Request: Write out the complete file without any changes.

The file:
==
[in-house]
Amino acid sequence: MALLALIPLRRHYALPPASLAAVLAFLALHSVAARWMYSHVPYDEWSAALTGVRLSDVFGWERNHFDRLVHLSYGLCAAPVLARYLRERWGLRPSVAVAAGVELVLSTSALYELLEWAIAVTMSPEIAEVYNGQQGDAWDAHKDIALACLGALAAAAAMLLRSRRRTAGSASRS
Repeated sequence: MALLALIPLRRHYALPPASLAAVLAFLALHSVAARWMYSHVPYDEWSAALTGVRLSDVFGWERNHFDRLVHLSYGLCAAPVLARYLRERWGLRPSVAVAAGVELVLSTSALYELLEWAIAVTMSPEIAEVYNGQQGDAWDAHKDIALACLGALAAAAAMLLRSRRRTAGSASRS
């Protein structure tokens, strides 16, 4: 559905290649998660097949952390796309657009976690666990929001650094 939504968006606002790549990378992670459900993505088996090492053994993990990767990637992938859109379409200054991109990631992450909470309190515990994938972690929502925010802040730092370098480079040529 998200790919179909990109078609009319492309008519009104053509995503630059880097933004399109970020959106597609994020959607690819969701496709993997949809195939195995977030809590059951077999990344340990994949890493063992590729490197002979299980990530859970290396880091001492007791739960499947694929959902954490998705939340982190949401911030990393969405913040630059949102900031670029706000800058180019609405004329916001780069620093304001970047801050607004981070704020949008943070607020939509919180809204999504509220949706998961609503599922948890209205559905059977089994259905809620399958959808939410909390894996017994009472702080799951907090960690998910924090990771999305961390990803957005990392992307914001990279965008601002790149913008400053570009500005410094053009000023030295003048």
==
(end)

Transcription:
[in-house]
Amino acid sequence: MALLALIPLRRHYALPPASLAAVLAFLALHSVAARWMYSHVPYDEWSAALTGVRLSDVFGWERNHFDRLVHLSYGLCAAPVLARYLRERWGLRPSVAVAAGVELVLSTSALYELLEWAIAVTMSPEIAEVYNGQQGDAWDAHKDIALACLGALAAAAAMLLRSRRRTAGSASRS
Repeated sequence: MALLALIPLRRHYALPPASLAAVLAFLALHSVAARWMYSHVPYDEWSAALTGVRLSDVFGWERNHFDRLVHLSYGLCAAPVLARYLRERWGLRPSVAVAAGVELVLSTSALYELLEWAIAVTMSPEIAEVYNGQQGDAWDAHKDIALACLGALAAAAAMLLRSRRRTAGSASRS
């Protein structure tokens, strides 16, 4: 559905290649998660097949952390796309657009976690666990929001650094 939504968006606002790549990378992670459900993505088996090492053994993990990767990637992938859109379409200054991109990631992450909470309190515990994938972690929502925010802040730092370098480079040529 998200790919179909990109078609009319492309008519009104053509995503630059880097933004399109970020959106597609994020959607690819969701496709993997949809195939195995977030809590059951077999990344340990994949890493063992590729490197002979299980990530859970290396880091001492007791739960499947694929959902954490998705939340982190949401911030990393969405913040630059949102900031670029706000800058180019609405004329916001780069620093304001970047801050607004981070704020949008943070607020939509919180809204999504509220949706998961609503599922948890209205559905059977089994259905809620399958959808939410909390894996017994009472702080799951907090960690998910924090990771999305961390990803957005990392992307914001990279965008601002790149913008400053570009500005410094053009000023030295003048």